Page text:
Nayan M., Jewett M.A.S., Sweet J., Anson-Cartwright L., Bedard P.L., Moore M., Chung P., Warde P., Hamilton R.J.
Journal of Urology 2015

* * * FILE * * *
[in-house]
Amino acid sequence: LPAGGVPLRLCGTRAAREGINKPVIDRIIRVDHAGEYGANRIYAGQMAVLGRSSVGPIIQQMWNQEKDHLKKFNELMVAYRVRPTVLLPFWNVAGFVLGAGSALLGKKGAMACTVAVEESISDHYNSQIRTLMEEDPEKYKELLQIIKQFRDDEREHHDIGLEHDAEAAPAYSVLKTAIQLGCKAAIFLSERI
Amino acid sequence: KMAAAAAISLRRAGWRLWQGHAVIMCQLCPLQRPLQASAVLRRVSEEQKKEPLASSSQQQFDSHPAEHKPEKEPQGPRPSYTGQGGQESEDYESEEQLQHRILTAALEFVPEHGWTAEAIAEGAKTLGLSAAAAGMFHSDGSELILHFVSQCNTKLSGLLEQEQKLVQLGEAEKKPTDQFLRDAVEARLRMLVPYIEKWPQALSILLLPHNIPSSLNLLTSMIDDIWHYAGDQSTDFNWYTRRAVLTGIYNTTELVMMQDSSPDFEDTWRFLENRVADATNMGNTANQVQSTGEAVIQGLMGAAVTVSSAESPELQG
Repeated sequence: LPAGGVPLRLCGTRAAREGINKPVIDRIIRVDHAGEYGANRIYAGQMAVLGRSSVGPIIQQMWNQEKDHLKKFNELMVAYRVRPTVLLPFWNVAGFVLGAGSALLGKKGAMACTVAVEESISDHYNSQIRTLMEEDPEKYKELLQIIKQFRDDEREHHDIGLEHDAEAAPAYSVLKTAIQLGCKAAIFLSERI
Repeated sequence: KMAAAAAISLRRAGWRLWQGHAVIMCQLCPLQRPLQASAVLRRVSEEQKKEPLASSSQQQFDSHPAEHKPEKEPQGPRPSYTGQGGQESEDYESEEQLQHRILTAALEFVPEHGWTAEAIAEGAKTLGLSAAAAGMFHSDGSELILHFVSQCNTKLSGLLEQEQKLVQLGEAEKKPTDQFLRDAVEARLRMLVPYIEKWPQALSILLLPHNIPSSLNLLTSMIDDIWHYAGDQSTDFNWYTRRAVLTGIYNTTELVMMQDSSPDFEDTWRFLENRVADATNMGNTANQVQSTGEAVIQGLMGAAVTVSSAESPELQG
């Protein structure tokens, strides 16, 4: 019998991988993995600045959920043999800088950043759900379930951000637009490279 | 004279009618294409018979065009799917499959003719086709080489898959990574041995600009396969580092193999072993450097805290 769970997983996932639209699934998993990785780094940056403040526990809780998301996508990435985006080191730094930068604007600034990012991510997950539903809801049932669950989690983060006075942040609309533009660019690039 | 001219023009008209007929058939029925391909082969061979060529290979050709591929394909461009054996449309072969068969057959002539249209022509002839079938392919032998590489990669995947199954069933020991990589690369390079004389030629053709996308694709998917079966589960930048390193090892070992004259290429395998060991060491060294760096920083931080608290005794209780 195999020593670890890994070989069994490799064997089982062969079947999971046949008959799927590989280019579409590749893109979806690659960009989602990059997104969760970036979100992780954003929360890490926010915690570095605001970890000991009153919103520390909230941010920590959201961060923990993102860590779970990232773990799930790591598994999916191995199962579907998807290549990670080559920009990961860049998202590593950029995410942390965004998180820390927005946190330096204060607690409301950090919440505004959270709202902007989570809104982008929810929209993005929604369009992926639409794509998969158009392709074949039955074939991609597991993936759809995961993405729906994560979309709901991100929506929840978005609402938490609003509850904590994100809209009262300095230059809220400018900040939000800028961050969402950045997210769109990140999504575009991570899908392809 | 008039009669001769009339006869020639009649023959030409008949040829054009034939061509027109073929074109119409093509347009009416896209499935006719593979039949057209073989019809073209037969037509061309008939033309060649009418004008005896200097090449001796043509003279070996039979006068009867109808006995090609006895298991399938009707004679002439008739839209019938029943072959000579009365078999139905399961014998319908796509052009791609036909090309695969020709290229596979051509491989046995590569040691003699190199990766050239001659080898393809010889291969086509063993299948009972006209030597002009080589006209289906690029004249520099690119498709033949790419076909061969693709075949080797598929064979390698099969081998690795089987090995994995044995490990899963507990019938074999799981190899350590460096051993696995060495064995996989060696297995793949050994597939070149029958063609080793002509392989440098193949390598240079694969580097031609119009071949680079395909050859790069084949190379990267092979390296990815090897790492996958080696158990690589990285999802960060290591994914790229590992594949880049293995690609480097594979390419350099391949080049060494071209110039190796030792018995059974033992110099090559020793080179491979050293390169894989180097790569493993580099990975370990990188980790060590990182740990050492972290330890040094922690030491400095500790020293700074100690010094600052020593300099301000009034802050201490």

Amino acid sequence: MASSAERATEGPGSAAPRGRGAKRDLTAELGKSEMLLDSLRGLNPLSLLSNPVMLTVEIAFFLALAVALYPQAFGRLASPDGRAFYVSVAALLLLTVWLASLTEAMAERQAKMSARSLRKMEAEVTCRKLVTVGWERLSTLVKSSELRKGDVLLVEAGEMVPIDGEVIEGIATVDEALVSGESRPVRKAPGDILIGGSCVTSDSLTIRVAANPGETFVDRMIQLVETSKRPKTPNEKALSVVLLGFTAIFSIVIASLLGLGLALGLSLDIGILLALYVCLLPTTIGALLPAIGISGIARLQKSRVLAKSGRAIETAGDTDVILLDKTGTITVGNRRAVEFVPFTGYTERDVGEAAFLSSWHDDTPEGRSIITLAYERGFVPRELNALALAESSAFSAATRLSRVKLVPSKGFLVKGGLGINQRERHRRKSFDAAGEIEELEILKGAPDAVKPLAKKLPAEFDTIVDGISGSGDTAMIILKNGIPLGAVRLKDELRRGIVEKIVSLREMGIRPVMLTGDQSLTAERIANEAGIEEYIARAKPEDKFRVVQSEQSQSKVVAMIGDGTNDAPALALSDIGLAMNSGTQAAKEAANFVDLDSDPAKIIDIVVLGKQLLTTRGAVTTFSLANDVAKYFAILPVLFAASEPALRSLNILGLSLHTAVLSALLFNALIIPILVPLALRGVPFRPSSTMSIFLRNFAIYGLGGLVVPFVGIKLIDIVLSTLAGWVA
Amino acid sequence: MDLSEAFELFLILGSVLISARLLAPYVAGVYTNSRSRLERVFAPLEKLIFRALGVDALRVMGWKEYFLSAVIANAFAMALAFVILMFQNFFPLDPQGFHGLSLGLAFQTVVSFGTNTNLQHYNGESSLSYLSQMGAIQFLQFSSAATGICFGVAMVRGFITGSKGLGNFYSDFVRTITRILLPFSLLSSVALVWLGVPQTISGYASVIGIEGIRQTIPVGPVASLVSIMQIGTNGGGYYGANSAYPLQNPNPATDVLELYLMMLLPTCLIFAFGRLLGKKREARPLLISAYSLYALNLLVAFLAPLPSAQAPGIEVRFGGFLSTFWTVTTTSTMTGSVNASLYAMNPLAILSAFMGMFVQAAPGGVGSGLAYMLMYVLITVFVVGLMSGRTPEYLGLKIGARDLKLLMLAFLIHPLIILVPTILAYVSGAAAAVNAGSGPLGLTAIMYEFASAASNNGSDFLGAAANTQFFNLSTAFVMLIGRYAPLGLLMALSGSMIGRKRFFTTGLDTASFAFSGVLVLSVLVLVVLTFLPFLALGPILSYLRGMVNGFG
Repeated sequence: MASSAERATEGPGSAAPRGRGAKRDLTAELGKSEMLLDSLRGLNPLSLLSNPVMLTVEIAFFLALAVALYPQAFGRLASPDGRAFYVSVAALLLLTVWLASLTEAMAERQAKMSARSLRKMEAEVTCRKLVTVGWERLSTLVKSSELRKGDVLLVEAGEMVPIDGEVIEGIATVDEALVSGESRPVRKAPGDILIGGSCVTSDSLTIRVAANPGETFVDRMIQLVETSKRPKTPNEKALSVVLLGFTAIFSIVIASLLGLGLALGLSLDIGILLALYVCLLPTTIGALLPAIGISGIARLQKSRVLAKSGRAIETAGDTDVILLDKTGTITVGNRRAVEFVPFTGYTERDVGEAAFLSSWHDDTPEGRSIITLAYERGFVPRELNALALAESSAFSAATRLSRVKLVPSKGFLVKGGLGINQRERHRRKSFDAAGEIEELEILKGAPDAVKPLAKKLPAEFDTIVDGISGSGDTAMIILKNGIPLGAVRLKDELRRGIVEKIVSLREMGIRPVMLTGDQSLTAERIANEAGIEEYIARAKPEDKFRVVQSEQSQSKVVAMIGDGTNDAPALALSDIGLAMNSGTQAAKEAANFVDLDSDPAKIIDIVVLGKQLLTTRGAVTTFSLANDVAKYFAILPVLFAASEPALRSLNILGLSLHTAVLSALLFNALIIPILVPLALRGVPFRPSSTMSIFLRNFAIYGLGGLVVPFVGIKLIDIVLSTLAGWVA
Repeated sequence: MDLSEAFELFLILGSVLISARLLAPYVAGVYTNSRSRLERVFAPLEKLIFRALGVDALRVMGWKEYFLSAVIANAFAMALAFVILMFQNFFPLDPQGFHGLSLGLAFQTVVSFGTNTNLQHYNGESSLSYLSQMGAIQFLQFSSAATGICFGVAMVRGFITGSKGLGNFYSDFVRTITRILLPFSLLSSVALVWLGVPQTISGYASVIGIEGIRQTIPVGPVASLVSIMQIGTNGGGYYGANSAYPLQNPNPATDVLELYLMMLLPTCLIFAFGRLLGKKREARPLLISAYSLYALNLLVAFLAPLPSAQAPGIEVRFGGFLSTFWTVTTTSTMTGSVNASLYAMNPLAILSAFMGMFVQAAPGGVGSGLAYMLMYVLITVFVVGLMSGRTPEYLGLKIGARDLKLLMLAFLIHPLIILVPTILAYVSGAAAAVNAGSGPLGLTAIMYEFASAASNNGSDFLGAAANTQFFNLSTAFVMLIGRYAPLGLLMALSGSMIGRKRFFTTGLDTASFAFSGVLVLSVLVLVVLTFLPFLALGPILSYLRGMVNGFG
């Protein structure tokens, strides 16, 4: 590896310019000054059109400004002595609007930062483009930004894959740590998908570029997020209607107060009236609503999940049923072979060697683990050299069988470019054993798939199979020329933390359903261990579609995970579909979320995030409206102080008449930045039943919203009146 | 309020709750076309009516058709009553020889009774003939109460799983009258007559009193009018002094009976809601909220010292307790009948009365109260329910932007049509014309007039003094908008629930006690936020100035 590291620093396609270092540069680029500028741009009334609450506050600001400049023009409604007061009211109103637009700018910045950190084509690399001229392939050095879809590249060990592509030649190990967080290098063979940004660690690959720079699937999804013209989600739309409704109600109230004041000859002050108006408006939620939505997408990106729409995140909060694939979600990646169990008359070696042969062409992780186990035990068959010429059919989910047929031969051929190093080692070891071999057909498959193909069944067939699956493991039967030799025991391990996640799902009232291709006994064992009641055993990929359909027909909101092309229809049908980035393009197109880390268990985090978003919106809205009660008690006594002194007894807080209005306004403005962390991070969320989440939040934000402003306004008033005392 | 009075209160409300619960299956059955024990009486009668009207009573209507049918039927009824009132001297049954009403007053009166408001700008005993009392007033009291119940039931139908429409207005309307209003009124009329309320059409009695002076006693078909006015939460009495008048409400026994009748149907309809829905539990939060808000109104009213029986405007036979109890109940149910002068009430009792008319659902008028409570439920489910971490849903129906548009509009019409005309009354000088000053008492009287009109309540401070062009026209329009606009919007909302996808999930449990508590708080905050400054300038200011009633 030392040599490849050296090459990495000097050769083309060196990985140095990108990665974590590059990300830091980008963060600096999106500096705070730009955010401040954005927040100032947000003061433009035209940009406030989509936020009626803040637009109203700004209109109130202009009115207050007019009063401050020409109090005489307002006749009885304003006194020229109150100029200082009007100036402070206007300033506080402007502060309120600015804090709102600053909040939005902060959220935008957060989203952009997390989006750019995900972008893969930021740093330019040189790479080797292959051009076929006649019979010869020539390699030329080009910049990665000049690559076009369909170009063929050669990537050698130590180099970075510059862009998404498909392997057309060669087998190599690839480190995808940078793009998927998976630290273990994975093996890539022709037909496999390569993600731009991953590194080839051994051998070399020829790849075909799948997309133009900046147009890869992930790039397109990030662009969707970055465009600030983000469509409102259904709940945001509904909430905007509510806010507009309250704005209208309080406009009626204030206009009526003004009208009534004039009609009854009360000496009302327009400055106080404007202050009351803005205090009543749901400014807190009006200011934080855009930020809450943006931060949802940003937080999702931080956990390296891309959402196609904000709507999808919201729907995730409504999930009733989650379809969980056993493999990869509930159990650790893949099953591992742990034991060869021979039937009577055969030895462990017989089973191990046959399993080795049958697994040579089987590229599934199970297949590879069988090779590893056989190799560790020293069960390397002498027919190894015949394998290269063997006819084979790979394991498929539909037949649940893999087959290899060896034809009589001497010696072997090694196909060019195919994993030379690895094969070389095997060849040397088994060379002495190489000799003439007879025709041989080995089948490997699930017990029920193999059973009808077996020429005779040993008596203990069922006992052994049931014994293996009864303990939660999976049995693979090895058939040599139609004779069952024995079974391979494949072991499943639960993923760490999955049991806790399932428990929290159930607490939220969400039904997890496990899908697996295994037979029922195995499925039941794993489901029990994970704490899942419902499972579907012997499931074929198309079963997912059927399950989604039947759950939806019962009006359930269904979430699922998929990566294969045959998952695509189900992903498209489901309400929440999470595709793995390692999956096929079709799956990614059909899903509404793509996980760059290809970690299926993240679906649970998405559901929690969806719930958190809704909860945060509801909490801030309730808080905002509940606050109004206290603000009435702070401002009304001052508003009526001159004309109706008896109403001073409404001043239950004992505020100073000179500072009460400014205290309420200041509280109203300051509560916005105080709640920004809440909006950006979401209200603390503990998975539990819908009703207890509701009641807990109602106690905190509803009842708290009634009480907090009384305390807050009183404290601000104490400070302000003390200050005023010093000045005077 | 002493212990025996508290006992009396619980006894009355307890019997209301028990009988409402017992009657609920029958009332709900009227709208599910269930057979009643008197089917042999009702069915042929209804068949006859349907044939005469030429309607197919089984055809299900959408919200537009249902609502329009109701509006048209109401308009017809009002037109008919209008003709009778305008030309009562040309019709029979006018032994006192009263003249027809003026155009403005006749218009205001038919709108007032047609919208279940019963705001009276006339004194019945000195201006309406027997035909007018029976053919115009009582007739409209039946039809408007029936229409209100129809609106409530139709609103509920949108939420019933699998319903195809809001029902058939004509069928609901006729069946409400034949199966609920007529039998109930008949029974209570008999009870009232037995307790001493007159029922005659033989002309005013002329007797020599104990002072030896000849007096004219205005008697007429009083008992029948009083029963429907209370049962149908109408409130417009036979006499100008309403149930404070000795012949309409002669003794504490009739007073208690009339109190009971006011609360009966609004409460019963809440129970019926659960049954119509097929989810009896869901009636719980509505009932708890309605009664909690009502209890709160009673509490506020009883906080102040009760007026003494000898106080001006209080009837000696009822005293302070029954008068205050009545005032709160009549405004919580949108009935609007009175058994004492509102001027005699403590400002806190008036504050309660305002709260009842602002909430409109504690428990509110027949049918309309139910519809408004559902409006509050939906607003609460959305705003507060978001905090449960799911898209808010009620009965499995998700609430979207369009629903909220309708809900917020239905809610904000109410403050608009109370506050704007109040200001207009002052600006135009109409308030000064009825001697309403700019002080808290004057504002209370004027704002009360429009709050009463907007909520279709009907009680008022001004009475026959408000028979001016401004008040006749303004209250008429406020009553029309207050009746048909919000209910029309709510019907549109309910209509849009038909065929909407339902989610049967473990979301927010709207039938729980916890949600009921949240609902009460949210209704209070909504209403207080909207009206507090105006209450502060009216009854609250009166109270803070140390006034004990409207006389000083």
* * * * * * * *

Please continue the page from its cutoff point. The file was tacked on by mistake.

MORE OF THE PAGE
Purpose: The number of lymph nodes removed at surgery for various malignancies has diagnostic and prognostic value. However, there are limited data on the significance of the number of nodes removed at retroperitoneal lymph node dissection performed for testicular nonseminoma germ cell tumors. Materials and Methods: From 1979 to 2012 primary open retroperitoneal lymph node dissection was performed by a single experienced surgeon for clinical stage I/II testicular nonseminoma germ cell tumor in 157 patients. Node count was available in 111 cases (71%). Factors associated with total node count and nodes with viable cancer were assessed by linear regression. The association between node count and time to relapse was assessed by multivariate Cox proportional hazards models controlled for adjuvant chemotherapy. Results: The median total lymph node count was 28 (IQR 19-38). Patient age, cancer laterality, body mass index, clinical stage, time from orchiectomy to retroperitoneal lymph node dissection, pathologist and lymph node dissection year were not associated with total lymph node count. A viable germ cell tumor was found in 70 patients (63%). Total node yield was not associated with nodal cancer metastasis. After lymph node dissection 17 patients (16%) received adjuvant chemotherapy. At a median 57-month followup 18 cases (17%) relapsed after primary retroperitoneal lymph node dissection. Increasing total node count was associated with a decreased risk of relapse on univariate and multivariate analysis (HR 0.96, 95% CI 0.92-0.99, p = 0.03 and HR 0.94, 95% CI 0.89-0.99, p= 0.017, respectively). Conclusions: No analyzed clinical or pathological variable was associated with the node yield of primary retroperitoneal lymph node dissection. However, there may be a relationship between the total node yield at retroperitoneal lymph node dissection and the risk of relapse.